To various degrees, I’ve been tinkering with classic cars for nearly 30 years. Some have been subjected to full heart-and-soul restorations and others just the odd patch-weld and brake pad fix to get them through an MOT and driving again. As you may know if you read our monthly Shift Happens column, I’m now involved in the process of bringing my Porsche 912 back on the road, somewhere it hasn’t been in a long while.
A few weeks ago, it struck me that my approach to restoring cars has changed dramatically over the years. In the early days, my ‘classic’ (a 1971 Alfa Kammtail Spider) was also my daily driver. In those days it just needed to work; at one point I holed a piston thanks to the wrong spark plugs and a pair of badly set-up carbs. I had an entire spare Spider on my dad’s drive which I had bought for £50, which had an OK engine in it. I had no money and so, full of the optimism of youth, decided to pull both heads, clean the water jacket, then drop an entire piston and liner from the donor engine into mine. Somehow it worked, and then kept working for years.
Later, with a bit more money in the bank and a little more time, I restored various other cars. Looking back, the effort I put into these rebuilds was astounding, trying to make the cars as good as they could possibly be.
Then came the turning point. I was offered another Alfa, this time a 2600, that had been laid up with just 4,500 miles from new on the clock. After cleaning, the interior and bonnet areas were immaculate but the chrome had rusted and the paint blown in parts. I bought the car, had all the chrome re-plated, and had a bare metal respray carried out (not one spot of welding was needed). Ironically, the faultless car I created is one of my biggest regrets in my history of classic car ownership. I’d fallen into the trap that many do, of over-restoring. In the space of a few weeks, I managed to remove pretty much all of the patina from the exterior of a car. I’d stripped it of its history.
I have an older friend who restores Jaguars, and who started his career with the marque as an apprentice at Coombs back in the 1960s. He’s scathing of the trend of ten-layer mirror-like paintwork, perfect panel gaps and brand-new leather interiors. “They weren’t like that when they left Browns Lane,” he says, and he is right.
A couple of years ago, I was fortunate enough to be granted access to Corrado Lopresto’s collection in Milan. When you see his cars, his nickname makes absolute sense. Lopresto is known in Italy as Il Narratore (The Storyteller), not just because of the way he eloquently paints a verbal picture every time he reaches a concours lawn, but also because each of his cars has their own vibrant story. Parts are repaired, yes, but the patina – the story – is never lost. The ultimate expression of this care of ownership is a car like Lopresto’s Alfa Romeo 1900 SS Zagato. This exquisite car was one of only six not to feature the ‘double bubble’ roof and lived in a junk-filled garage in Rome for 40 years before the owner decided to let it go to Lopresto, who collected the car himself, “So I could stop at any point on the trip home and look at it.” The car was meticulously cleaned, but not restored. The result is possibly the most beautiful car I’ve ever seen: layers of paint expose the whims of different owners, dents are worn like garlands celebrating the car’s competition history, and the faded indicator lenses tell a story of many Italian summers. Even the mechanical components were left relatively untouched: new oil, new fuel, and the engine was fired up. The result is one of the most beautiful and emotionally moving cars I have seen; even stationary in a garage, it still lives.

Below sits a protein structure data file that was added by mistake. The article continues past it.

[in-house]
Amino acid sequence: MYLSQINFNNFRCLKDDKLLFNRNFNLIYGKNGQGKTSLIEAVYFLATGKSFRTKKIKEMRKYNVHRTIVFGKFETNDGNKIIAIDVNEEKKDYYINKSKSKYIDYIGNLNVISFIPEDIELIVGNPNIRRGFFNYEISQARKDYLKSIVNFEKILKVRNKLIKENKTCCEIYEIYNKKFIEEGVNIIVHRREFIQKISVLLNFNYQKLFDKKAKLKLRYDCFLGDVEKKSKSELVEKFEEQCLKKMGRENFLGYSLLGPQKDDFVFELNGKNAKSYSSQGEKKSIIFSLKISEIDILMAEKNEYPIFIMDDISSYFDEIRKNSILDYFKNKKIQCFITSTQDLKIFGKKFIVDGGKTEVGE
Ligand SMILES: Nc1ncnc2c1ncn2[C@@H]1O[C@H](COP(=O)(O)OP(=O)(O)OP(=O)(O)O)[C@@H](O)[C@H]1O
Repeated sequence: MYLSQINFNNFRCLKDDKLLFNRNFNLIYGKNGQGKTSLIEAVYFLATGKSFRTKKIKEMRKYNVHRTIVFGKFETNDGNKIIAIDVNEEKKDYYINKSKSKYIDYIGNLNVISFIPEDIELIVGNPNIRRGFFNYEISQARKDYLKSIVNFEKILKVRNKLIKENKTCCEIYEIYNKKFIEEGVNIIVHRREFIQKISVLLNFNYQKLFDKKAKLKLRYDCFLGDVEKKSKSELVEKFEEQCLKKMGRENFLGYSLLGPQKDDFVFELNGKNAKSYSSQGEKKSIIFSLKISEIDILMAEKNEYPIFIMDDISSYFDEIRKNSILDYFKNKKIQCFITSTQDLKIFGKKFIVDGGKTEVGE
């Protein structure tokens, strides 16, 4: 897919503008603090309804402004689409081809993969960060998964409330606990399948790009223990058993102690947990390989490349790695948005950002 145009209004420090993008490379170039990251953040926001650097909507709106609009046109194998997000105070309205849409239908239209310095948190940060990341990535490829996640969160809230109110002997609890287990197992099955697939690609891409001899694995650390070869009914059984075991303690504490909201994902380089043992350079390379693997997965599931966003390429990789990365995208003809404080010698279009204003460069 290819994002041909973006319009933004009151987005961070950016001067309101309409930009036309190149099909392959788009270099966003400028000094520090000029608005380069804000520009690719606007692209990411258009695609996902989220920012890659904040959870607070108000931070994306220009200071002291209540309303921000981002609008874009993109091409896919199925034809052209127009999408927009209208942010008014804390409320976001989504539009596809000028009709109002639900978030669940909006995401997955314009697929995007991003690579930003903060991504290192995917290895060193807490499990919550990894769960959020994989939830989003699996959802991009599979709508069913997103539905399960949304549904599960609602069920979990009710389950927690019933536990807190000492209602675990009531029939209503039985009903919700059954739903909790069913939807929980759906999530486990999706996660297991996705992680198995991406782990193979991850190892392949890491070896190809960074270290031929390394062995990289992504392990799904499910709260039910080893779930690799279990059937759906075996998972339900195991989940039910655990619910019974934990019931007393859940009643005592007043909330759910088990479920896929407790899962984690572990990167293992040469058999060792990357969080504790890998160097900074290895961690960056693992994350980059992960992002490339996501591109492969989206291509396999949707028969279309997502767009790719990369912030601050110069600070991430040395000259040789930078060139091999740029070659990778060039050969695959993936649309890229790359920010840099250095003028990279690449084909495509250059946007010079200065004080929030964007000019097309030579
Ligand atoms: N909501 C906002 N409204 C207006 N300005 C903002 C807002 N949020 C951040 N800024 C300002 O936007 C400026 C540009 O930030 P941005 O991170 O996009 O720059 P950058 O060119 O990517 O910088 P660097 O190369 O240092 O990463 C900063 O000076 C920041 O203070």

I sometimes see slightly advertisements where dealers describe ‘custodians’ of cars rather than ‘owners’. Although, instinctively, I find this slightly pompous, they have a point. We look after historic vehicles not just for our own pleasure, but also for future generations. While adapting them for our own use is essential (it is part of their story) I believe we should think twice before needlessly repainting or replating.
My Porsche? I’m trying to follow my own advice. The bodywork was in a terrible state and the front bumper replaced in the 1980s with a fibreglass ‘upgrade’. I’ve returned this to original, and had the car repainted in the light ivory it left the factory with. Rubber seals and similar have also been replaced with new, but in general I have tried to clean and repair rather than replace. Purists may argue that I should have deleted the large vinyl Golde sunroof while I had the chance, but it was a period dealer fit and I like it. Will the result be an odd mix? Maybe, but I’m rebuilding the car for me to drive and enjoy, not to sell, and it is all part of the car’s story.
What’s your opinion: restore as best you can or try to keep originality? Tell us in the comments below.